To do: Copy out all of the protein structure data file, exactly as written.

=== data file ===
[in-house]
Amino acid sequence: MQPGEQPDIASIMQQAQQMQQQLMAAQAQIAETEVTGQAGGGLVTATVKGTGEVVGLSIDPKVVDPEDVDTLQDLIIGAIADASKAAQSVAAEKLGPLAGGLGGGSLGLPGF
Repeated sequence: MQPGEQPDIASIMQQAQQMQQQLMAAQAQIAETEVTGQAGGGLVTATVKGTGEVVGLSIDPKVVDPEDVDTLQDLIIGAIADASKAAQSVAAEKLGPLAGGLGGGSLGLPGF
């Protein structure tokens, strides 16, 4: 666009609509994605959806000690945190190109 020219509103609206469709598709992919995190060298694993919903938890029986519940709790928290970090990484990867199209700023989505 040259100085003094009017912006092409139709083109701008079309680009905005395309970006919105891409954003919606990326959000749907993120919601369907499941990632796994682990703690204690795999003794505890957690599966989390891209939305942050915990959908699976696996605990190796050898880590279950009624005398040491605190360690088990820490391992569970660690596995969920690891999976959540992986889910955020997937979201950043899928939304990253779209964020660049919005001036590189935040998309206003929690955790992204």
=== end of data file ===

[in-house]
Amino acid sequence: MQPGEQPDIASIMQQAQQMQQQLMAAQAQIAETEVTGQAGGGLVTATVKGTGEVVGLSIDPKVVDPEDVDTLQDLIIGAIADASKAAQSVAAEKLGPLAGGLGGGSLGLPGF
Repeated sequence: MQPGEQPDIASIMQQAQQMQQQLMAAQAQIAETEVTGQAGGGLVTATVKGTGEVVGLSIDPKVVDPEDVDTLQDLIIGAIADASKAAQSVAAEKLGPLAGGLGGGSLGLPGF
């Protein structure tokens, strides 16, 4: 666009609509994605959806000690945190190109 020219509103609206469709598709992919995190060298694993919903938890029986519940709790928290970090990484990867199209700023989505 040259100085003094009017912006092409139709083109701008079309680009905005395309970006919105891409954003919606990326959000749907993120919601369907499941990632796994682990703690204690795999003794505890957690599966989390891209939305942050915990959908699976696996605990190796050898880590279950009624005398040491605190360690088990820490391992569970660690596995969920690891999976959540992986889910955020997937979201950043899928939304990253779209964020660049919005001036590189935040998309206003929690955790992204």